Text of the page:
Breast scans are obtained under the control of a scanning engine and workstation 104 including, for example, a monitor 106, keyboard 108, a mouse 110, and a scanning engine (not shown). During or after the scanning process, the ultrasound scan data is provided across a computer network 112 to an ultrasound server 114 that processes and generates display information according to the functionalities described herein. The ultrasound server 114 may perform other HIS/RIS (hospital information system/radiology information system) activities such as archiving, scheduling, etc. It is to be appreciated that the processing of the ultrasound scan data may be performed by any of a variety of different computing devices coupled to the computer network 112 in various combinations without departing from the scope of the preferred embodiments.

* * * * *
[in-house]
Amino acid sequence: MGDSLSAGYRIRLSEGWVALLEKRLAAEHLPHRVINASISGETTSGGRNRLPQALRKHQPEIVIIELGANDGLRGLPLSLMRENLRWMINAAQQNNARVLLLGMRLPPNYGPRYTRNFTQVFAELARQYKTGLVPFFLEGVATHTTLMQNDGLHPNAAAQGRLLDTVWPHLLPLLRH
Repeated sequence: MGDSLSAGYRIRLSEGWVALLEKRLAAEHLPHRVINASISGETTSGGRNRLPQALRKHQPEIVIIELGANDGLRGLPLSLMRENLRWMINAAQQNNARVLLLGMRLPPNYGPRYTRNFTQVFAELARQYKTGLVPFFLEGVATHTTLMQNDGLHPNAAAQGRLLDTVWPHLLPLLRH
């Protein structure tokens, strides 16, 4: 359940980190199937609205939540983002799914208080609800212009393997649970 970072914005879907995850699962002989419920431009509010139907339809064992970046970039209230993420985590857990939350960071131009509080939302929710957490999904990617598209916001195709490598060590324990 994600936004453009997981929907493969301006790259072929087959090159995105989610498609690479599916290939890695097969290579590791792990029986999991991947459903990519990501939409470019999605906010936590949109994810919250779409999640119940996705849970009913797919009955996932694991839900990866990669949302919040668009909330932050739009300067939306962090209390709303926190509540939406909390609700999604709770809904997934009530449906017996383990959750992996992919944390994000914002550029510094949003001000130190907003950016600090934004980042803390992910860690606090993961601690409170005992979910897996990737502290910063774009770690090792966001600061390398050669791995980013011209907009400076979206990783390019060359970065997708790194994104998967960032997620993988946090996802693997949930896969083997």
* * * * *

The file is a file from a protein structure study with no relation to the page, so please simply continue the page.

According to an embodiment, a viewing workstation 122 is provided that displays images to a clinician 121. As used herein, the term “clinician” generically refers to a medical professional, such as a radiologist, or other person that analyzes medical images and makes clinical determinations therefrom, it being understood that such person might be titled differently, or might have varying qualifications, depending on the country or locality of their particular medical environment. As used herein, the terms radiologist and physician are used interchangeably and generically to refer to medical professionals that analyze medical images and make clinical determinations therefrom, and/or that perform medical procedures under the at least partial guidance of medical imaging systems, it being understood that such person might be titled differently, or might have differing qualifications, depending on the country or locality of their particular medical environment. Viewing workstation 122 also includes user input devices 132 which ordinarily comprises a keyboard and mouse or other pointing device. The input devices 132 can also include a touch screen incorporated into display 130. High resolution display 130 is preferably used to display images and provide interactive feedback to clinician 121. Display 130 may consist of multiple monitors or a display unit. Shown on display 130 is image area 126 and a menu bar area 128. In another embodiment, viewing station 122 includes it own separate image processor and memory for processing and displaying in real time, images in response to input from clinician 121.